on students like that, you 'll only get a .
Rod Jahromi, UOSA vice chairman
“The council should have the pre-
rogative of whether or not votes *
should be made public," Enrico said, <
“But |the meetings] are not fully ‘
Maymani and Jahromi said stu-
dents interested in voicing their
opinions should come to Higher
Education Day at the Capitol build-
ing in Oklahoma City on Tuesday,
Feb. 27. Students must register by
today at congress.ou.edu/highered.
President Bush and McCullough at 4
p.m. in the Paul F. Sharp Concert
Hall of Catlett Music Center.
There will also be a ITesident s
Associates dinner and panel discus-
sion led by Valenti and Duberstein
at 6:30 p.m. in Oklahoma Memorial
Union’s Molly Shi Boren Ballroom.
The conversation with Bush Is
open to all OU faculty, staff and stu-
dents. Additional seating is available
to the public. •
Mitsubishi Shop from home,
work or school! work °r s^hool!
lot, where he helped the lady find her car
They couldn’t find it, and the woman
Ekweribe to drive her to her hotel so she could
They drove a short distance to a campus build-
ing that Ekweribe did not recognize, he said.
He parked and went inside expecting to see a
receptionist, but the building was empty.
The woman later entered saying, “Home sweet
home. I found it at last," as she wandered around
the desolate lobby.
The woman insisted it was her hotel, so she
and Ekweribe went up to the third floor to find
room 305, but it “was an office for Christ’s sake,"
The woman admitted that maybe she had gotten
something wrong, and Ekweribe realized she was
“kind of lost and really didn’t understand what was
The two got back in Ekweribe’s car, and he
called his friend Adekoya.
Adekoya arrived and after unsuccessfully trying
to contact one of the woman's relatives, Adekoya
suggested they call emergency personnel.
The two students sat and waited with the woman
until police, a fire truck and paramedics arrived. *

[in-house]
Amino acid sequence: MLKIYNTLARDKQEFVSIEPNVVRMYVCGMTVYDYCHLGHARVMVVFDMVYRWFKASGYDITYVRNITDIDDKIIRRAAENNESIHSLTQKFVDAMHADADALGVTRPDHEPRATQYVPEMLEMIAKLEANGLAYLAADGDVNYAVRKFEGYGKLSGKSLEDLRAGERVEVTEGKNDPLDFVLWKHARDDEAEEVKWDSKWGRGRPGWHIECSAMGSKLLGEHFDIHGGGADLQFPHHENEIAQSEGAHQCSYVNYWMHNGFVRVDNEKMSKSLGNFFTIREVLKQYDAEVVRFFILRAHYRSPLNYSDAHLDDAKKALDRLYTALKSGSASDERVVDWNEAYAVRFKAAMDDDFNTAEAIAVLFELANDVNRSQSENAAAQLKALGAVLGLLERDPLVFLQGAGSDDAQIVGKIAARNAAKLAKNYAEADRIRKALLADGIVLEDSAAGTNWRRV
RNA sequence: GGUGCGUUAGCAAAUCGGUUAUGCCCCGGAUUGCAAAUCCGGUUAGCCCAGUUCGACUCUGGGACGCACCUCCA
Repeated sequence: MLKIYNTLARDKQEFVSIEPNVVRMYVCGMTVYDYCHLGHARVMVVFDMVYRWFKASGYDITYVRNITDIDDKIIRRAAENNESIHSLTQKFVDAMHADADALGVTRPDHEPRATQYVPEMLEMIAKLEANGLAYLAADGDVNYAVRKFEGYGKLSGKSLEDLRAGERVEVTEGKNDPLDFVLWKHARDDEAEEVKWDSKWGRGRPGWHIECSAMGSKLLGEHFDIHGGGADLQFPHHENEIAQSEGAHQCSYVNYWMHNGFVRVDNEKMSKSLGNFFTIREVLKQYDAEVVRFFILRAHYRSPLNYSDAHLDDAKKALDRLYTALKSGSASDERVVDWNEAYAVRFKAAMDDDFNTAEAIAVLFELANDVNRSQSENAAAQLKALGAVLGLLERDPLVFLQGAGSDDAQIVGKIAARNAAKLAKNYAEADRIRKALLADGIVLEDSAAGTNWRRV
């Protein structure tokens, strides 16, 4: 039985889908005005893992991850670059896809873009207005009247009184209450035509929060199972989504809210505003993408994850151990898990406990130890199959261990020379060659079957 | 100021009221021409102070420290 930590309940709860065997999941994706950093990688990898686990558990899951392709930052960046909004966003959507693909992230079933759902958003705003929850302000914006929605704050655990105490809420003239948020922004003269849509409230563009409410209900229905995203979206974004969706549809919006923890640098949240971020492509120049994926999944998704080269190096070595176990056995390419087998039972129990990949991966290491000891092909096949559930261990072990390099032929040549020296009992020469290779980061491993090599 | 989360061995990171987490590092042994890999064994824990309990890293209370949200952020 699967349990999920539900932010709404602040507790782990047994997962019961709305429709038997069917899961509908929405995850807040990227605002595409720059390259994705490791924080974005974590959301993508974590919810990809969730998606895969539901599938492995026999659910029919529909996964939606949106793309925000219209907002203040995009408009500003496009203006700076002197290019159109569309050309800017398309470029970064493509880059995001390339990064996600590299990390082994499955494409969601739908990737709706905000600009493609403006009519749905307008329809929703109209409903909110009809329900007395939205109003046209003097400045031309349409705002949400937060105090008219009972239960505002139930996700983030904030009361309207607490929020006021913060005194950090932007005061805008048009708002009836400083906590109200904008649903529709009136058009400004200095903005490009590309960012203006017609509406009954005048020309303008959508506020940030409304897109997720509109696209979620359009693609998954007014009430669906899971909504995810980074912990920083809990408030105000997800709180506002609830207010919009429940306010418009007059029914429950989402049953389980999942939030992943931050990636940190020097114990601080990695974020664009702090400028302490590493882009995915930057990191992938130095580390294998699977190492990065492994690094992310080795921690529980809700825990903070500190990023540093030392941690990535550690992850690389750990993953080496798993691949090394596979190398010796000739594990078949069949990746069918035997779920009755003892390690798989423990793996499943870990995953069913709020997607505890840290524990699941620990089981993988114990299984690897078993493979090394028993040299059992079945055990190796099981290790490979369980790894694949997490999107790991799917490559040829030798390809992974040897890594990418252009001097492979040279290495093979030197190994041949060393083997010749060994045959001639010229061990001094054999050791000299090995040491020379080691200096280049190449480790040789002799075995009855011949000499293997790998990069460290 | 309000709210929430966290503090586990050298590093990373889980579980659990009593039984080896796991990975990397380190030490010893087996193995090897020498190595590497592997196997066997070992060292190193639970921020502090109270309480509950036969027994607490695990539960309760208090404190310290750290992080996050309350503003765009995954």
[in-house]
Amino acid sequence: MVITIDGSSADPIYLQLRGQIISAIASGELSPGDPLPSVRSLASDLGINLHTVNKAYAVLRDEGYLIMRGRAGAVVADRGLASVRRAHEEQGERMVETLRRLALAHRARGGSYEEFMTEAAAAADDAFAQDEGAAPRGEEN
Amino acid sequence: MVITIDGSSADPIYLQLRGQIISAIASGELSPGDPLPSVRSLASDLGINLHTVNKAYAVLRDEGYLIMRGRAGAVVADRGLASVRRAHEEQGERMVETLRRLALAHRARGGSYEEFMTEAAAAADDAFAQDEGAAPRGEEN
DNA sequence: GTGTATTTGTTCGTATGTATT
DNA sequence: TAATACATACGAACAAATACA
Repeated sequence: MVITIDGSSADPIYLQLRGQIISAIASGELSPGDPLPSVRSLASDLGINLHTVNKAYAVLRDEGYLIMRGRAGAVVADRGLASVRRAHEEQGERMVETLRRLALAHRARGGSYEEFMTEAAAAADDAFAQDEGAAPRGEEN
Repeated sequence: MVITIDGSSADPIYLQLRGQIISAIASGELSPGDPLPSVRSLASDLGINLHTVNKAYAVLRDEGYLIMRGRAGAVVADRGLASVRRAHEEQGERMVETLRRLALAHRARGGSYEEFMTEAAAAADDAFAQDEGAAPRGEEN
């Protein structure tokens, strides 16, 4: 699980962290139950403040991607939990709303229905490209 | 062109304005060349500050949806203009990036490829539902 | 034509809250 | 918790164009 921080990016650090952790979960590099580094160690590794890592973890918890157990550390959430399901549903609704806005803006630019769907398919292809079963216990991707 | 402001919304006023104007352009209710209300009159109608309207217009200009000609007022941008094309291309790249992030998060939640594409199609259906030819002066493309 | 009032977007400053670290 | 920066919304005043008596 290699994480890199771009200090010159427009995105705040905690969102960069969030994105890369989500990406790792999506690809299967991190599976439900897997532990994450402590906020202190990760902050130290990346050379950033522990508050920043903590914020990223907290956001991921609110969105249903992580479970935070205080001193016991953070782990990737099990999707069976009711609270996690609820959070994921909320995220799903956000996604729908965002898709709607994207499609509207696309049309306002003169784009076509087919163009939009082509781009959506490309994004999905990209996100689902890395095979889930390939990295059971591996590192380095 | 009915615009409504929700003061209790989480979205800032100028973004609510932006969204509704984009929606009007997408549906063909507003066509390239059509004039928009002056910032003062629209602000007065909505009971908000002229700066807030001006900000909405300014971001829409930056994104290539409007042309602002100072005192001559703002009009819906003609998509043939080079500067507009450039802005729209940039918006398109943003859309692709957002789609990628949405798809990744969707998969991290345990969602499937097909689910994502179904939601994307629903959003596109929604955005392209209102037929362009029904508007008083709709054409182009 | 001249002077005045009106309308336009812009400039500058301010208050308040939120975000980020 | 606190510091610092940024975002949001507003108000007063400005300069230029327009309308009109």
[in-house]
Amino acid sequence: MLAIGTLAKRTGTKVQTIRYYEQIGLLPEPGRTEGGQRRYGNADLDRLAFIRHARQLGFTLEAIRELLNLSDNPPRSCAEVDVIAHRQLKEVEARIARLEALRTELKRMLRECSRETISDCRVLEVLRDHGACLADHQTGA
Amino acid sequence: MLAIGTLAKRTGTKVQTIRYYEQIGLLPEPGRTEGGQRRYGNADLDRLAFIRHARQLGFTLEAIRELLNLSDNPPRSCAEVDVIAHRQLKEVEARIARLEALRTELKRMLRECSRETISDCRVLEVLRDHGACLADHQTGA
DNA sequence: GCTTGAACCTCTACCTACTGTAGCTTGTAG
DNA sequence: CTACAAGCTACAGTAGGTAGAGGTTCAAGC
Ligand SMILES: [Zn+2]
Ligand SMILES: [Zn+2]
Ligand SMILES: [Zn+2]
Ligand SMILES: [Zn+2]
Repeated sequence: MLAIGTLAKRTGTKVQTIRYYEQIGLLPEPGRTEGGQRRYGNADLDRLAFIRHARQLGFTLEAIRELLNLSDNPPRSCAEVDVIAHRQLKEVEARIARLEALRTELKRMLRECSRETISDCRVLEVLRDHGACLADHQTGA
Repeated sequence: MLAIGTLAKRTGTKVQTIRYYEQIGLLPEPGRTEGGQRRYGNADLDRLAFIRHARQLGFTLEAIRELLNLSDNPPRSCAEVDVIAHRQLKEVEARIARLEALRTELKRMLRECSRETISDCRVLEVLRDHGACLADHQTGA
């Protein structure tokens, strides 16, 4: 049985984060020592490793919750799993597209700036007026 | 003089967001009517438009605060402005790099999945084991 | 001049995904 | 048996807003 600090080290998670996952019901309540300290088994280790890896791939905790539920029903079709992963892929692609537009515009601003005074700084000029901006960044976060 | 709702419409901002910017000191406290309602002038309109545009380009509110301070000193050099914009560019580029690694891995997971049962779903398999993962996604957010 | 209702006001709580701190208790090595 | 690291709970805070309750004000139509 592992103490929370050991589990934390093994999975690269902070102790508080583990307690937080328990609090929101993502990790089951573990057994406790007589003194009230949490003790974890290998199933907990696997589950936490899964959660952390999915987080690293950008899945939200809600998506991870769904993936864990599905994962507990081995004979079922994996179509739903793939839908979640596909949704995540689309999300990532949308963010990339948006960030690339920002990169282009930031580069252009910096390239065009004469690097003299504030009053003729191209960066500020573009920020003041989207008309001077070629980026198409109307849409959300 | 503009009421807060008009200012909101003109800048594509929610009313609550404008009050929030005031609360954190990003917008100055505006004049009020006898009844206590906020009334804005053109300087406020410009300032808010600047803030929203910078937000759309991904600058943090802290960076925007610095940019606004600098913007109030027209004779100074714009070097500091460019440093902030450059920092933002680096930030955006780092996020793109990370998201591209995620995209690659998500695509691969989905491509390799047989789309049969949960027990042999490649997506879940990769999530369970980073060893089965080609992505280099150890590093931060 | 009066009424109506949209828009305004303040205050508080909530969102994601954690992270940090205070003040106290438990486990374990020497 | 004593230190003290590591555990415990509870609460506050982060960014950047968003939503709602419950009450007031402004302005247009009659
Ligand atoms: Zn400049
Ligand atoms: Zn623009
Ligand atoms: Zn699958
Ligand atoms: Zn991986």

“She was coming around when I got here,
1 -888-553-8459 m
Continued from Page 1
is a $25 fine, and “Parked at expired meter," a $15 fine,
Most parking violations result in a $25 fine. However,
fines can go as high as $150. according to the Parking
and TYansit Services Web site.
Most citations are issued at the Dale Hall area
because a bulk of the night classes take place there,
In response to students complaints that there are
not always enough spaces available for students to
park in, Glenn said there are an average of about 500
parking spaces open during peak parking times at
10:30 a m. and 1:30 p.m. Most of these available spaces
are located at the parking lot near the Duck Pond and
the multipurpose parking lot by the Huston Huffman
Center. . .
It is important that students who receive citations
pay the fine. Glenn said when parking tickets go
unpaid, vehicles may be impounded, and since the
debt is with the state, it could go into collections
and eventually affect future financial matters for the
vehicle owner. .....
OU will also tow a vehicle if it is still in violation
after three days and a written warning has been
issued. Towing is enforced on the spot if a vehicle is
parked in a fire lane, in a faculty-in-residence space or
if there is a signed complaint.
For students who wish to appeal parking citations,
there is an online citation appeal form that is submit-
ted to a student appeals board, which is appointed by
Tte Oklahoma DHiiy huh ou edu
2 Wednesday, Feb. 21,2007___
Student duo goes beyond call of duty, receives honor
The woman found it difficult to even walk, so
Ekweribe said he accompanied her to the parking
Sitting in his office, Chiedozie Ekweribe was
disconcerted to hear that the police were looking
for him. ,
“Whoa, what did 1 do wrong?" he wondered
and called his friend Olaoluwa Adekoya, who
was apparently also wanted by the OU Police
Bih the”friends weren’t at risk of being hauled
off to jail; the Norman police wanted to recognize
the pair for an unexpected mission: The duo assist-
ed an elderly woman in distress during January s
^^The OU Police Department awarded Ekweribe
and Adekoya, petroleum engineering gradu-
ate students, Certificates of Commendation and
Commendation Coins on Tuesday at Sarkeys
The co’n is what ’ officers get when we ve been
working on a case and accomplished what we need
to do," OUPD Officer Rod Sanders said.
About three weeks ago, Ekweribe said he was
studying in his Sarkeys Energy Center office
^“Hieard15someone groaning like ’Oh my God,”
Ekweribe said. ________
hobbling along with a bag and a cane. She said she
was looking for room 305, her hotel room.
“I’m like ‘no, no, no, you’ve got it wrong.
He said he went into the hall Sanders said at the award ceremony Tuesday.
The paramedics said the woman was suffering
from hypoglycemia and low blood sugar, which
caused her to become disoriented.
Here’s what’s next.
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Savage, William W., III. The Oklahoma Daily (Norman, Okla.), Vol. 91, No. 103, Ed. 1 Wednesday, February 21, 2007, newspaper, February 21, 2007; Norman, Oklahoma. (https://gateway.okhistory.org/ark:/67531/metadc1812239/m1/2/: accessed July 28, 2021), The Gateway to Oklahoma History, https://gateway.okhistory.org; crediting Carl Albert Congressional Research and Studies Center.